The most recent solar minimum, solar cycle 23-24 minimum, was unusually long (266 spotless days in 2008, the most since 1913), and the magnetic field at the solar poles was approximately 40% weaker than the last cycle; and unusually complex (the solar wind was characterized by a warped heliospheric current sheet, HCS, and fast-wind streams at low latitudes: the fast-wind threads the ecliptic more commonly in 2008 than 1996.) This complexity resulted in many effects observed from Sun to Earth, with many observations indicating unusual conditions on the Sun, in the heliosphere, and in the magnetosphere, ionosphere, and upper atmosphere of the Earth.

This remarkable set of conditions provide the scientific community with an exceptional opportunity to assess the nature and structure of a very quiet Sun, and an upper atmosphere relatively devoid of solar influences, helping to provide a better understanding of the relative roles of solar activity and internal variability in the dynamics of the Earth’s upper atmosphere and ionosphere. Such an understanding requires a multidisciplinary approach.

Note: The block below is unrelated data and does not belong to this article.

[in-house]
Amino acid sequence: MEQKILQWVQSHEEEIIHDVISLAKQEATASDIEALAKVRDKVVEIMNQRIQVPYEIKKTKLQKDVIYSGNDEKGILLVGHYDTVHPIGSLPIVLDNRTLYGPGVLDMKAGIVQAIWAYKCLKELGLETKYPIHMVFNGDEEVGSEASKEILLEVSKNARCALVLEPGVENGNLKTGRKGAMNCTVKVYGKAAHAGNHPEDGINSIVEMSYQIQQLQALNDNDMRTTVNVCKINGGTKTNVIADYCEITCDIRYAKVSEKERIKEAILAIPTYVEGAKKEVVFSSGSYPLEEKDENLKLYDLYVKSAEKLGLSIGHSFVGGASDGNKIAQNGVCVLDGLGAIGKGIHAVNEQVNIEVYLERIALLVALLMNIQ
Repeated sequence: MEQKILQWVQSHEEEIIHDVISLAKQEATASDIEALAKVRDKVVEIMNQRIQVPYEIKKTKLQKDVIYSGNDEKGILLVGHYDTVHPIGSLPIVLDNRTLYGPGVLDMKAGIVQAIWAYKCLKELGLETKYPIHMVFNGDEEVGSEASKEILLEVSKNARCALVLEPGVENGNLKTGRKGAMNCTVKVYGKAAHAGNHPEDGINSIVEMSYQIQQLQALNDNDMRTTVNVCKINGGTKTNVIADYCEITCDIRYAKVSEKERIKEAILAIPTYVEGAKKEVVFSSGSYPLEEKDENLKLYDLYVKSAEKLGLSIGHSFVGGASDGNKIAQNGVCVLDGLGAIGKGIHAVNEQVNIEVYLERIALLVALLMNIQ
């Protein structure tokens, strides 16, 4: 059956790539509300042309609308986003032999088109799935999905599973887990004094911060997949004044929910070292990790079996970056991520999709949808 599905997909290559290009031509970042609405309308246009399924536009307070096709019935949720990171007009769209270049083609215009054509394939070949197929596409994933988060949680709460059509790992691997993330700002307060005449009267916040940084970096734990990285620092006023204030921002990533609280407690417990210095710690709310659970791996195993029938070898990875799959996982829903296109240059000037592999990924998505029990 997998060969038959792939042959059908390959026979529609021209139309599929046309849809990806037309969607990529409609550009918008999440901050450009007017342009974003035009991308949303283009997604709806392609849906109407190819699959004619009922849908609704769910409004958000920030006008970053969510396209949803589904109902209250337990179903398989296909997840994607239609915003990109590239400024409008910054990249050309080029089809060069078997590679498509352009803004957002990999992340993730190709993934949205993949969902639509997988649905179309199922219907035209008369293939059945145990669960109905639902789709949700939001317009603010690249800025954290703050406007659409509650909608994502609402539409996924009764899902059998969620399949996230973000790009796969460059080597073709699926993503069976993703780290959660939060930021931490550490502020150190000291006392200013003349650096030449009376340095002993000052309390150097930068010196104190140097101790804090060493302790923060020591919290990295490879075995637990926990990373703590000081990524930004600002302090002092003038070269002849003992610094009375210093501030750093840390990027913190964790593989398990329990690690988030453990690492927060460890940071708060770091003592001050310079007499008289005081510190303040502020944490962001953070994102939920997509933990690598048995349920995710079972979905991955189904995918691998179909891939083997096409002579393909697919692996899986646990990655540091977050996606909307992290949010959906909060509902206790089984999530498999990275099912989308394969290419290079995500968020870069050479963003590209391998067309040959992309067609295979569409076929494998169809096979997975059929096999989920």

The main goal of the conference is to bring together the solar, heliospheric, magnetospheric, upper atmosphere, and ionospheric communities to debate and discuss interdisciplinary work and reach a better understanding of the nature and structure of a very quiet Sun, and of an upper atmosphere relatively devoid of solar influences, and in doing so, to help clarify the role of solar activity in the dynamics and variability of the Earth’s upper atmosphere and ionosphere relative to the internal variations.